Resident Evil: Resistance Review

Resident Evil has not had the most illustrious of outings as a multiplayer title. From the online enabled Outbreak on PS2 that wasn’t, well, online in Europe, to more recent endevours such as the woeful Operation Raccoon City, the phrase ‘multiplayer’ tends to get the RE fan in me setting my expectations low. Resistance is by far the best attempt yet by my measure, though it’s also not anything that’s likely to really have me coming back too often.

For starters, actually trying to find a game is somewhat difficulty right now. It has improved in the week since launch, but even just a day or so ago I was queued for over 12 minutes before backing out and trying again. Rarely was I able to find a game in less than a few minutes, which is supremely frustrating not only because it feels like a waste of time, but a fair amount of the rounds I did get to play lasted less than the wait time…

Being a 4v1 affair, teamwork is essential. Sadly, as is the way with playing with randoms, actually getting people to co-ordinate with any real success proves nigh-on impossible. First comes the rush to grab a favourite character; if I loaded last into a lobby, no doubt I’d be left with a character I hadn’t levelled up or put any time into. Then, when the game starts, chances are high that at least one or two players will sprint off and get into trouble, while the rest of us slowly catch up as we clear the defences put down by the Mastermind. These issues aren’t really the games fault, but that doesn’t mean that it’s any less annoying. Perhaps more co-op focused features would have helped? A ping system is sorely lacking, and being able to show a preference for a character in the lobby before everyone starts choosing might help there. Basically, just do what Apex Legends does…

What makes these issues more frustrating is that when I did get a game and some decent team mates I had a pretty good time. Standing shoulder to shoulder with a few others as we mow down whatever the director throws at us while progressing towards the objective managed to feel like a true RE game at times. Pelting Mr.X with everything we had after he rounded a corner unexpectedly was just as terrifying as in RE2, though depending on the player controlling him he can seem a little too swing happy!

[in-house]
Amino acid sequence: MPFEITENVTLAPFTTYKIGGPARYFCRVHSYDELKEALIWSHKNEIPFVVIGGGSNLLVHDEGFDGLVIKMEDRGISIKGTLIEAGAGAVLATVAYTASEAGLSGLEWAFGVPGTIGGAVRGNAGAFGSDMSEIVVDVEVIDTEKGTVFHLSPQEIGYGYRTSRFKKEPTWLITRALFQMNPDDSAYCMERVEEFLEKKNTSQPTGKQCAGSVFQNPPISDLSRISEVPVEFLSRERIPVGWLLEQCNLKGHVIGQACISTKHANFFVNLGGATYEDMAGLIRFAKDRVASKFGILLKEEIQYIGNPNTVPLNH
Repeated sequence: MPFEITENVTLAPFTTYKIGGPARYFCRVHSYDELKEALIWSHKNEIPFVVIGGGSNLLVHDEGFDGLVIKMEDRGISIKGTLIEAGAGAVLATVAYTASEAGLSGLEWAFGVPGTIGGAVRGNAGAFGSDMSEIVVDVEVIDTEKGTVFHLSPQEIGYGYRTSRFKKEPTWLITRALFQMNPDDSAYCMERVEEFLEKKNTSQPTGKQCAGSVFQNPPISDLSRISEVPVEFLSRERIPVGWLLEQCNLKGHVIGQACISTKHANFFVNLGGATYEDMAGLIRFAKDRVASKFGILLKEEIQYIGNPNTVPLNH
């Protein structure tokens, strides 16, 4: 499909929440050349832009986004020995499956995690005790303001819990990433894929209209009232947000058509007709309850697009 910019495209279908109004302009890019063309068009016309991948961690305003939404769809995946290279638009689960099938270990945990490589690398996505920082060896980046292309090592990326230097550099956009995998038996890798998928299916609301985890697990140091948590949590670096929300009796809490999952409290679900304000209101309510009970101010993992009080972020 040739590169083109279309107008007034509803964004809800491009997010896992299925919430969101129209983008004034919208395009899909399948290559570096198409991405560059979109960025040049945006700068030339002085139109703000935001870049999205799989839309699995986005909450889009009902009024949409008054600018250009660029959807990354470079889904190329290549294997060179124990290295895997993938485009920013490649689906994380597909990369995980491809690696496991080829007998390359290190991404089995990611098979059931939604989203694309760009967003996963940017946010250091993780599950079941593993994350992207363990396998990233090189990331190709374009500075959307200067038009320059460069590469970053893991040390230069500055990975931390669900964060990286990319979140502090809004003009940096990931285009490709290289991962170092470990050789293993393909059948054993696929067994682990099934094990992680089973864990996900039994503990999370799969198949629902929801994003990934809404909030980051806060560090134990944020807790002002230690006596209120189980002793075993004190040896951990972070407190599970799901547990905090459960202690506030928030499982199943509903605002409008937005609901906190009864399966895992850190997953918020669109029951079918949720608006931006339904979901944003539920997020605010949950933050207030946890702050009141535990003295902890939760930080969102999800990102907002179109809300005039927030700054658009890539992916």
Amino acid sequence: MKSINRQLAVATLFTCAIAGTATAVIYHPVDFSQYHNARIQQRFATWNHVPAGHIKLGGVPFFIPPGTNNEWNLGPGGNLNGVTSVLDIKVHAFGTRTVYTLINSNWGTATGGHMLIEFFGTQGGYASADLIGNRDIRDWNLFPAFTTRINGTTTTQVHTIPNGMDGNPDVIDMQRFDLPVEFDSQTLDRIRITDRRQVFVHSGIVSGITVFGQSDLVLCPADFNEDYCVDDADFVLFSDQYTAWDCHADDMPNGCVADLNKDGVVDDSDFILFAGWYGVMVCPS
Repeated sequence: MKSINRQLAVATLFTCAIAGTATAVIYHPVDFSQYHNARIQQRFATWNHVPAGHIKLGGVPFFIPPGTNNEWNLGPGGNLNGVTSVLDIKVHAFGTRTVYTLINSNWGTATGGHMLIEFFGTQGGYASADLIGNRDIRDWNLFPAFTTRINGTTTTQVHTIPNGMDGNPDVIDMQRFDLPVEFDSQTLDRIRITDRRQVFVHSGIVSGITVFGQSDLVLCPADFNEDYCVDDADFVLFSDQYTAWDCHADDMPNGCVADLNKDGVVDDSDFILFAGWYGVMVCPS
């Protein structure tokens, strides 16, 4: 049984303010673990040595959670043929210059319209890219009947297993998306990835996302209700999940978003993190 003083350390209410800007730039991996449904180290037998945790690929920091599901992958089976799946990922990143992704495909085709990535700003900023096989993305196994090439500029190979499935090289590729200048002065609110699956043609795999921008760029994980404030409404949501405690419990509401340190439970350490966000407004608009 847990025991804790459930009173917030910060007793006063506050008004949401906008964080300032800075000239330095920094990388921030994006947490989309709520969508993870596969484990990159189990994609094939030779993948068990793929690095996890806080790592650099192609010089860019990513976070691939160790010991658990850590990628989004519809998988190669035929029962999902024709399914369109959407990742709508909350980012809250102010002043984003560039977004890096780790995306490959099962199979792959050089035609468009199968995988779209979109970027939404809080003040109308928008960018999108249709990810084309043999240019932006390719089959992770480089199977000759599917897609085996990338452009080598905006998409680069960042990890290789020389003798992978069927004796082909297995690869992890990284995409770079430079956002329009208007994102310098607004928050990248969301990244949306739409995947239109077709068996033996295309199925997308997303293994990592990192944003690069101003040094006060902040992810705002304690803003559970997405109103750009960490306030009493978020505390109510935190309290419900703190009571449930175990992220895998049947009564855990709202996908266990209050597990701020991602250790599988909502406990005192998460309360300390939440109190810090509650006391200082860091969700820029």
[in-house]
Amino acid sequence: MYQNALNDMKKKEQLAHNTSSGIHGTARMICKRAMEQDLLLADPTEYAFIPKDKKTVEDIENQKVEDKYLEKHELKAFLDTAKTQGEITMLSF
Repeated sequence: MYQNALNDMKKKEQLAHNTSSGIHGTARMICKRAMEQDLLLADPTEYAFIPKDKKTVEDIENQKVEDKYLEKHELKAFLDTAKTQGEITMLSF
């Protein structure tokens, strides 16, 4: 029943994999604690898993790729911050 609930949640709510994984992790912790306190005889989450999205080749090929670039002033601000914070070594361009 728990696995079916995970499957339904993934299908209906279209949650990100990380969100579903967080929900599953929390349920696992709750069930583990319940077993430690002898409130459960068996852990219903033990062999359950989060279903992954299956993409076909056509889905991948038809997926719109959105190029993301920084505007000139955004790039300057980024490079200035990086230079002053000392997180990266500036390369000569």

Each character has their own specialities, such as Martin Sandwich’s ability to disable or place his own traps, or Valerie, who can highlight hidden items and heal the whole squad – and is pretty much an essential member of a team for this alone. These abilities slowly recharge over time and come in handy, especially when trapped in a corner. They also start out with slightly different weapons, though new ones can be purchased using the shared currency from item boxes at the start of each wave.

Controlling them feels very similar to the main line games, with the camera placed in the over the shoulder position. This can prove to hinder things at times, the cluttered corridors and tight spaces either pushing it too far in, or obscuring my view entirely. It does keep the tension high though – as in the single player, when we’re locked into solving a puzzle, the unseen enemies heard approaching get the adrenaline flowing. Zombies, and the accompanying crew of bio-weapons, are just as tough as before too, taking multiple head shots to down. I’m not a big fan of the numbers popping out of them as they’re hit à la titles such as Destiny or Anthem, but I get the inclusion for the sake of seeing an appreciable increase in upgraded characters.

Stages take the form of 3 waves, each requiring a more elaborate methods of escape. From simply finding 3 puzzle pieces (which is randomly changed each round, so we’re not always looking for the same 3 things) to having to destroy rock solid bio-canisters, I enjoyed the ramp up in difficulty in this way. Again, with a good team there’s just the right amount of challenge on offer, having someone to watch our back and revive people when downed. A map shows us where everyone is, though we need to toggle this on and off as it covers the entire screen when in use. It’s also a little unclear who has the required maguffin at times to progress – the seconds stage needs a key card taking to 3 points around the map, but only the player holding it can do so. At one point I had it but got downed and my team spent the entire rest of our round time seemingly running around like headless chickens rather than come collect it or revive me.